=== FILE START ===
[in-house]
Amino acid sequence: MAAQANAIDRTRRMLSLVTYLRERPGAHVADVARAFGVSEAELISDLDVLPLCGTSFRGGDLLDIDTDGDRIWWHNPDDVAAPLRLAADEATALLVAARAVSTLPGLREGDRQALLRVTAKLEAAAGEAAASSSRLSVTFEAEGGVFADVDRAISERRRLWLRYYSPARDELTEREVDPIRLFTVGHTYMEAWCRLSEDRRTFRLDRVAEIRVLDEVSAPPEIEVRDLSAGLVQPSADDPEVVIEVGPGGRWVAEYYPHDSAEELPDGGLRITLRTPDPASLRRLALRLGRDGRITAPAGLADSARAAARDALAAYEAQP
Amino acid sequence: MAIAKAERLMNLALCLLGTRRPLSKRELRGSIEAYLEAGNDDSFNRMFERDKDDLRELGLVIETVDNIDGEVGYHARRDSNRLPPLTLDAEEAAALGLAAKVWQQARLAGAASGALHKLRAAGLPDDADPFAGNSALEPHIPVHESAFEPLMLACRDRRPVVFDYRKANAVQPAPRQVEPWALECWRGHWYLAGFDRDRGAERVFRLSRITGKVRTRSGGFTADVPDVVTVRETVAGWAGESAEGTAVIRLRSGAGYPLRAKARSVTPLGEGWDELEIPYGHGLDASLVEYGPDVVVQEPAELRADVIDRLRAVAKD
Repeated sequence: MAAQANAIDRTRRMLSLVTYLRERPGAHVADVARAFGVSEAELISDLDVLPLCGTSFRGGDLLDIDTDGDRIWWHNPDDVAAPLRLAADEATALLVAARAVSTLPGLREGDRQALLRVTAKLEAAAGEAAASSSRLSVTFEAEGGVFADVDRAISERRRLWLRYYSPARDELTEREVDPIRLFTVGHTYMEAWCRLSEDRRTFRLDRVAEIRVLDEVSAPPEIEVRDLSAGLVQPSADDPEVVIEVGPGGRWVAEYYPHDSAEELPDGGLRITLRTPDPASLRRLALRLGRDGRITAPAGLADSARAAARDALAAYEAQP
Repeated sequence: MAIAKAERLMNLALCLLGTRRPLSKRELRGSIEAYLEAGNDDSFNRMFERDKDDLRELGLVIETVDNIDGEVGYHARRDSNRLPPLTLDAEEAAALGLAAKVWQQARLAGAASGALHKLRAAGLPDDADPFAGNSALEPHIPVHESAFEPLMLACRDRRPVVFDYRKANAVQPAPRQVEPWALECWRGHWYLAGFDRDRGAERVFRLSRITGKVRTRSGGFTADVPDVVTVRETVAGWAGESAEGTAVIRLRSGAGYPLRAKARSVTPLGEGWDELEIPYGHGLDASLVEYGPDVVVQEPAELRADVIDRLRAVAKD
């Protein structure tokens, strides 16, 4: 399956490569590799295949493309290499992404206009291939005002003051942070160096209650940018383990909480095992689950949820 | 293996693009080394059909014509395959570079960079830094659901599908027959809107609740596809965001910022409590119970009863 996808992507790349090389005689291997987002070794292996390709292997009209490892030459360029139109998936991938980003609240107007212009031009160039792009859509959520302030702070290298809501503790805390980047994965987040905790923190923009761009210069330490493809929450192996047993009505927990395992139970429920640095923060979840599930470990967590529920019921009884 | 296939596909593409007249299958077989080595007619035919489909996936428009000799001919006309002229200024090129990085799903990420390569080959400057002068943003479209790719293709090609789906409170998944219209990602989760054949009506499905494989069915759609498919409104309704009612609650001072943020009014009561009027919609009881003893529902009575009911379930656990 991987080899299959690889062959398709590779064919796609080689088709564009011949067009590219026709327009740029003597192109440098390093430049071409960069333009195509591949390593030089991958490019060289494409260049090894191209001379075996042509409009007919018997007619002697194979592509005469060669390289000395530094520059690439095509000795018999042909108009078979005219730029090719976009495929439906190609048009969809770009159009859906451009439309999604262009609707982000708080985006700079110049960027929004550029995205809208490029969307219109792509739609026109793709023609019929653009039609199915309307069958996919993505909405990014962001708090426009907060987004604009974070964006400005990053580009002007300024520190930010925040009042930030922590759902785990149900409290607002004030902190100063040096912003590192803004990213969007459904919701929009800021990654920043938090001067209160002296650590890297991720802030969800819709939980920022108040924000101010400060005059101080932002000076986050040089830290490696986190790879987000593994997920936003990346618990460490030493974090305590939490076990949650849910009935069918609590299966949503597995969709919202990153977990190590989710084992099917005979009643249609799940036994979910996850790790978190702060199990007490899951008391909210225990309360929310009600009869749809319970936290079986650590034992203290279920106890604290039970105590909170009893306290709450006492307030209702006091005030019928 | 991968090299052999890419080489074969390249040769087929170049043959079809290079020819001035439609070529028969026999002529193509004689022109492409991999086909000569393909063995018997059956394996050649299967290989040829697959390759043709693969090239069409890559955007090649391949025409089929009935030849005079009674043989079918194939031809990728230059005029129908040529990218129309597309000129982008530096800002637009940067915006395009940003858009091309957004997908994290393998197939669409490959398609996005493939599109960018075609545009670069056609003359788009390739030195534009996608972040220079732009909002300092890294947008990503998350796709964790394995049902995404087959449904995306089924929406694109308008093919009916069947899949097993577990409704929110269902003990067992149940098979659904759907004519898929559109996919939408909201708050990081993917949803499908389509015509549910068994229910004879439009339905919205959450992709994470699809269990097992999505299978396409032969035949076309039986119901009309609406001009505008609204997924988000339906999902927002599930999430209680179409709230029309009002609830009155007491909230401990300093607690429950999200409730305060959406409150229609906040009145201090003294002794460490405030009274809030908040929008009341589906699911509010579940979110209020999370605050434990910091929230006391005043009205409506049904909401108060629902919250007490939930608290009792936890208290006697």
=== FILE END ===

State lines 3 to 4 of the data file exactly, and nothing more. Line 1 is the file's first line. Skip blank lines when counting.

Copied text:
Amino acid sequence: MAIAKAERLMNLALCLLGTRRPLSKRELRGSIEAYLEAGNDDSFNRMFERDKDDLRELGLVIETVDNIDGEVGYHARRDSNRLPPLTLDAEEAAALGLAAKVWQQARLAGAASGALHKLRAAGLPDDADPFAGNSALEPHIPVHESAFEPLMLACRDRRPVVFDYRKANAVQPAPRQVEPWALECWRGHWYLAGFDRDRGAERVFRLSRITGKVRTRSGGFTADVPDVVTVRETVAGWAGESAEGTAVIRLRSGAGYPLRAKARSVTPLGEGWDELEIPYGHGLDASLVEYGPDVVVQEPAELRADVIDRLRAVAKD
Repeated sequence: MAAQANAIDRTRRMLSLVTYLRERPGAHVADVARAFGVSEAELISDLDVLPLCGTSFRGGDLLDIDTDGDRIWWHNPDDVAAPLRLAADEATALLVAARAVSTLPGLREGDRQALLRVTAKLEAAAGEAAASSSRLSVTFEAEGGVFADVDRAISERRRLWLRYYSPARDELTEREVDPIRLFTVGHTYMEAWCRLSEDRRTFRLDRVAEIRVLDEVSAPPEIEVRDLSAGLVQPSADDPEVVIEVGPGGRWVAEYYPHDSAEELPDGGLRITLRTPDPASLRRLALRLGRDGRITAPAGLADSARAAARDALAAYEAQP